Skip to comments.Al-Fuqra Tied to Colorado Crimes
Posted on 02/12/2002 8:28:59 AM PST by Come And Take It
Al-Fuqra tied to Colorado crimes Leader owned land in Buena Vista; followers convicted in bombing of Krishna temple
By Charlie Brennan, News Staff Writer
The radical Islamic leader linked to the kidnapping of Wall Street Journal reporter Daniel Pearl has been tied to a wide range of illegal activity throughout Colorado.
Through a broad-based investigation launched in 1989, Colorado authorities convicted four members of the al-Fuqra movement on a series of felonies including racketeering, forgery, conspiracy to commit first-degree murder and the 1984 firebombing of a Hare Krishna temple in Denver.
Those who helped lead those investigations said the Pakistani-based leader of al-Fuqra, Sheik Mubarik Ali Jilani, briefly owned two lots in downtown Buena Vista.
Susan Fenger, then an investigator for the state Department of Labor and Employment, helped build the case against the Colorado al-Fuqra members.
She said Jilani had been in Colorado.
"Sheikh Mubarik Jilani was the leader of al-Fuqra and still is," said Fenger, now working privately as a forensic documents examiner.
"Sheikh Jilani visited Colorado, we know that," said Doug Wamsley, a prosecutor in the Jefferson County District Attorney's office. Wamsley, then an assistant attorney general, led the prosecution against four al-Fuqra members in the early 1990s.
"We have at least one witness who remembered Jilani from the Buena Vista area, where he had talked to a Realtor and arranged to buy a piece of property," said Wamsley. "But then it was sold, right away. We didn't pay much attention to it, because he held it so briefly."
Pearl was seeking to interview Jilani when he vanished on Jan. 23 in Karachi. Jilani has been questioned in the Pearl kidnapping, but has reportedly denied knowing anything about it.
Fenger described al-Fuqra's presence in Colorado now as minimal.
The extremist group is believed to still have compounds in New York, California, South Carolina and Virginia.
Jilani was questioned in connection with the Pearl kidnapping, Fenger said, after police intercepted a communication from Jilani to al-Fuqra members at their compound in Red Huse, Va.
"What the content of that communication was, I didn't ask," said Fenger. "I knew the source wouldn't tell me, so I didn't ask."
Jilani, Fenger said, attended a December 1993 meeting in Sudan that included members of Hezbollah, Hamas and Islamic Jihad.
"I know Jilani was there," said Fenger, "and there was a huge group of Somalis," a group among whom there are many bin Laden supporters.
While Jilani's reason for briefly investing in downtown Buena Vista more than 10 years ago may never be known, authorities know far more about other al-Fuqra activities in Colorado.
For example, Jilani's followers also owned a 101-acre compound 12 miles east of Buena Vista near Trout Creek Pass. It was situated between 9,000 and 10,000 feet, and lacked electricity or plumbing.
Wamsley believed they wanted the property for "a high-altitude training camp."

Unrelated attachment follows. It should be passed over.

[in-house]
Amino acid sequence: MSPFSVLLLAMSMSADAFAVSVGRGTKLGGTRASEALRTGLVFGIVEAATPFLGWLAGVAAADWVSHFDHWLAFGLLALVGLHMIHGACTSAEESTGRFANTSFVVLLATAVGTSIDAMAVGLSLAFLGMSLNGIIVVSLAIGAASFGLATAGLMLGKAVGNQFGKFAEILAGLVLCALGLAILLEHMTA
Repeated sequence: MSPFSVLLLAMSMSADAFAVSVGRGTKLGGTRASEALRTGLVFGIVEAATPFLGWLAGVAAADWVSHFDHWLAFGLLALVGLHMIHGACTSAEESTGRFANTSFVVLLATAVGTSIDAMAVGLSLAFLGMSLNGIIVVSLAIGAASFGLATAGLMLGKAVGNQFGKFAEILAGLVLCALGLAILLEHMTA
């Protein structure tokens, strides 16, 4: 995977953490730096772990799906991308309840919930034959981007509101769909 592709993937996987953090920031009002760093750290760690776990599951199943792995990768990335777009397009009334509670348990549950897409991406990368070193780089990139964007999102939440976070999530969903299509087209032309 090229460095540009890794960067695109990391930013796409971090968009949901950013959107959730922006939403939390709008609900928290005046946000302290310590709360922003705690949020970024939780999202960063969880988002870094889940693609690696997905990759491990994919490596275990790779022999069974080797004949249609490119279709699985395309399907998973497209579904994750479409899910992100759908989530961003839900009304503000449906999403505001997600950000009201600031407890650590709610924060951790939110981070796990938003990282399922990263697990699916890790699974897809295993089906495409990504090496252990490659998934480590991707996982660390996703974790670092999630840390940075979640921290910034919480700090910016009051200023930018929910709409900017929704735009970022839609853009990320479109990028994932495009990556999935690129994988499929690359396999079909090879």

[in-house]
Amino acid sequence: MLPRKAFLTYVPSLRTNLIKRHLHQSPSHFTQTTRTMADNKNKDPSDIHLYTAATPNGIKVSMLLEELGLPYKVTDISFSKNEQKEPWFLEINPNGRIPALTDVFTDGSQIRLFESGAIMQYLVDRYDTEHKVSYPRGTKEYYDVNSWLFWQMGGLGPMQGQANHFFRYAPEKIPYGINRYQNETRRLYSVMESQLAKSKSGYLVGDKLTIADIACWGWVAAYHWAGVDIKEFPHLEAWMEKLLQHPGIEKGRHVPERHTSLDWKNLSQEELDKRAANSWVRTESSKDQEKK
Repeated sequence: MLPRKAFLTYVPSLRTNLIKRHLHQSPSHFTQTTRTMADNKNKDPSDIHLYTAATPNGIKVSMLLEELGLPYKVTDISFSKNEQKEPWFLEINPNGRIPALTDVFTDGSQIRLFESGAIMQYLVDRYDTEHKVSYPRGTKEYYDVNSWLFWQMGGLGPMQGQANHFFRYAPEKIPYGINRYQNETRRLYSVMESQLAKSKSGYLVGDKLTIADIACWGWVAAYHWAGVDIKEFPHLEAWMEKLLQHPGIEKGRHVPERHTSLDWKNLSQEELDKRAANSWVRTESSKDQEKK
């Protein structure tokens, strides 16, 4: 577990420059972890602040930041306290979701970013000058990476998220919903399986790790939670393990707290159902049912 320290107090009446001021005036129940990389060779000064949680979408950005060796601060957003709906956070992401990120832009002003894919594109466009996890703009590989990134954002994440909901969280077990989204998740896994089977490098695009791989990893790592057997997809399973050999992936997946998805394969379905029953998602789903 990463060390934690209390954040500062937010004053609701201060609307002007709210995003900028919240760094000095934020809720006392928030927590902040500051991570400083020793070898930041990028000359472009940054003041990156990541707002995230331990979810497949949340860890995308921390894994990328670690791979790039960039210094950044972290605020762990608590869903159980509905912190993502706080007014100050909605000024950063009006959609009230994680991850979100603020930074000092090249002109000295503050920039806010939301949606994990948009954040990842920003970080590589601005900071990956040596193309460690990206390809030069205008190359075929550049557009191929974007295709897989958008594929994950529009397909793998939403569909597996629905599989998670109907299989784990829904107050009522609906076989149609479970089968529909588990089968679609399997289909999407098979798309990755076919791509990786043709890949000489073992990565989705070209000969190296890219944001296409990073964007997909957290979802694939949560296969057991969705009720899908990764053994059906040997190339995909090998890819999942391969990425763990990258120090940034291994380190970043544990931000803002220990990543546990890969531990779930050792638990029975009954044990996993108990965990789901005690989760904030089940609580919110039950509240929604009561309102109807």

Police raided it in 1992 and discovered a hidden cave containing about 30 military weapons, including AK-47 rifles and about 6,000 rounds of ammunition.
The Trout Creek Pass compound, located on an old mining claim, had been kept under surveillance by state and Chafee County authorities from June 1989 to March 1991, during which time police watched "various individuals conducting martial arts training, engaging in hand-to-hand combat and other paramilitary tactical maneuvers, and practicing the shooting of assorted firearms and weaponry," according to court documents.
It was finally raided in October 1992, resulting in the arrest of four members who were ultimately convicted in a series of crimes attributed to the group.
Those still serving prison terms in Colorado in conection with their al-Fuqra activities are James D. Williams, 48, James Upshur, 57, and Edward Flinton. A fourth defendant, Edward Ivan McGhee, 46, has since been paroled.
"Jilani recruited these people in this country, and set up these groups around the country," said Wamsley.
The first solid lead investigators developed on al-Fuqra in Colorado came in 1989. In probing a series of storage locker thefts in Colorado Springs, police executed a search warrant on a locker rented by the group.
The locker held 30 pounds of explosives, three large pipe bombs, 10 handguns, silencers, military training manuals and bombing-making instructions.
Additionally, investigators recovered documents, maps and surveillance photographs relating to potential targets in Los Angeles, Tucson and Denver, plus a detailed description of the Aug. 1, 1984, Hare Krishna temple firebombing at 1400 Cherry St. in Denver. At that point, the fire was unsolved.
One of the devices found in that Colorado Springs locker, Wamsley said, "was identical to the device that was used to burn the temple."
Other crimes on which Colorado al-Fuqra members were convicted include defrauding the state of $355,000 in fraudulent worker compensation claims.
Contact Charlie Brennan at (303) 892-2742 or brennanc@RockyMountainNews.com.
Of course. Because the Media knows that only the most crusty of conservative relics even believe in the idea. Evil is a notion better left to agitiated, sweaty southern preachers than broached by any enlightened president, for harvard's sake.
Get with the program, please. ;)
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